Danesha Northan was on her way back to Baltimore Police Department headquarters in the early morning of Sept. 29, 2023, after processing a crime scene when she spotted a large crowd on South Charles Street near East Cross Street in Federal Hill.

Northan said she thought that there might be a fight. So Northan, a crime laboratory technician, stayed in case she had to call for police.

“Shortly after I stopped,” Northan testified in the Elijah E. Cummings Courthouse, “I heard gunshots.”

So Northan called a Signal 13 — a police officer in need of assistance — and ducked down. She said she later spotted a man putting a handgun back in his waistband. And she said she then noticed another man on the ground with apparent gunshot wounds.

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The man, Ryan Demby, an off-duty Howard County sheriff’s deputy, was pronounced dead at the Maryland Shock Trauma Center. He was 23.

Northan was one of nine witnesses who testified on Tuesday in Baltimore Circuit Court as prosecutors began presenting their case against the man who’s standing trial in the deadly shooting. Jewel Crowder, 41, of Baltimore, is charged with first-degree murder, use of a handgun during the commission of a crime of violence and reckless endangerment.

Circuit Judge Yvette M. Bryant is presiding over the trial, which is set to resume on Wednesday.

In her opening statement, Assistant State’s Attorney Manaia Jespersen said it was supposed to be a time of celebration in Baltimore.

The Orioles had just clinched the American League East. But instead, Jespersen said, a man lost his life.

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“We’re here today because of the actions of one person,” Jespersen said. “This is a murder case.”

Crowder, she said, spoke with a bouncer at a bar, waited for Demby to come back and decided to take matters into his own hands.

When Demby was standing with his hands at his side, Jespersen said, Crowder shot him seven times.

Police identified the shooter, raided his home and found a handgun, Jespersen said. Cartridge casings found at the crime scene, she said, were consistent with being fired from that weapon.

But Roland S. Harris IV, Crowder’s attorney, said Demby’s blood alcohol level was twice the legal limit for driving in Maryland.

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Demby, he said, was thrown out of the bar after getting into a fight and went back two times. He drew a handgun — it was not his service weapon — on people who were unarmed, Harris said.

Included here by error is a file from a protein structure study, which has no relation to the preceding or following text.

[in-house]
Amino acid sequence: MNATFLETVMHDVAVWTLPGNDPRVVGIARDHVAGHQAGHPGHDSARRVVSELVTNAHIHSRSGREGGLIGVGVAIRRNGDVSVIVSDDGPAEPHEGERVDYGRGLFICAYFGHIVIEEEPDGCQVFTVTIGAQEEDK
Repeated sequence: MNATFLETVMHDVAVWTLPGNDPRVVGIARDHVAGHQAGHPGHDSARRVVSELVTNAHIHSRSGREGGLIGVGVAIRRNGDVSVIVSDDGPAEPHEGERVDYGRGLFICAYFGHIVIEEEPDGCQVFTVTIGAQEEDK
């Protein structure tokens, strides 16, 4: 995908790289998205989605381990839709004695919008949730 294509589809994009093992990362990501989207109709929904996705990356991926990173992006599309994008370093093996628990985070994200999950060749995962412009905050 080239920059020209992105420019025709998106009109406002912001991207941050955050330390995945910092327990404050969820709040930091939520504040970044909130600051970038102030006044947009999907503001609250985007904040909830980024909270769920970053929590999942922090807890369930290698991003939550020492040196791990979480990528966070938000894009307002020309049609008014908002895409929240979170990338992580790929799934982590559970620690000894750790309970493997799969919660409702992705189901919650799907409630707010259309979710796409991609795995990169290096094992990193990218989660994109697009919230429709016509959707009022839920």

Crowder, he said, peacefully tried to get Demby to stay away before the shooting.

“He’s drunk. And he’s angry that he got put out of a bar. And his ego is blowing up,” Harris said. “Mr. Demby didn’t get shot because he’s a sheriff.”

Demby’s friend, Jared Phillips, testified that the two were drinking earlier at a bar in Towson.

Phillips said there “just wasn’t the right energy.” So, they decided to go to Federal Hill and went to Wayward Bar & Kitchen.

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Inside the bar, Phillips said, a man headbutted him — so he pushed back. Demby tried to intervene. A fight ensued.

Phillips testified that security kicked him out of the bar. He went back inside. That’s when he said a bouncer pushed him, caused him to fall and punched him on the ground.

Demby, he said, tried to get the bouncer off him. They walked down the street to get away from the situation, Phillips testified.

The bouncers, he said, were “still talking” and “trying to escalate the situation.”

At one point, Phillips testified, they met up with Demby’s older brother, Derran Hankins.

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Phillips said he and Demby walked past the bar again to head to their car. “I just remember seeing Ryan fall,” Phillips testified. “I heard gunshots.”

Baltimore Police respond to a shooting on South Charles Street near East Cross Street in Federal Hill in this photo from Sept. 29, 2023. (Paul Mancano)

Hankins testified that he happened to be in the neighborhood and briefly met up with Demby.

Later, Hankins said, he received an urgent call on FaceTime from his younger brother: “Bro, where you at? I need you.” Demby appeared disheveled, he said, while Phillips looked like he’d gotten beaten up.

So, Hankins said he started moving toward Wayward Bar & Kitchen. He said he noticed that a bouncer was holding a knife, so he took out his own.

Phillips, he said, was trying to hold him back. Demby was behind him.

Meanwhile, Crowder was sitting on a bench and looking forward, Hankins said.

Next, Hankins said, he heard a gunshot and froze. He said he ran, jumped over a gate and called his brother’s name.

When Hankins did not receive a response, he said, he sprinted back to the bar and “saw this coward shooting my brother.”

“What’s up, now?” Crowder said to Demby, Hankins testified.

At one point, Hankins stopped answering questions from Assistant State’s Attorney Elizabeth Stock and started directly addressing Crowder: “You’re a coward.”

When he finished with his testimony, Hankins got up from the witness stand, maintained eye contact with Crowder and left him with parting words.

“One day,” Hankins said to Crowder. “Wherever we at.”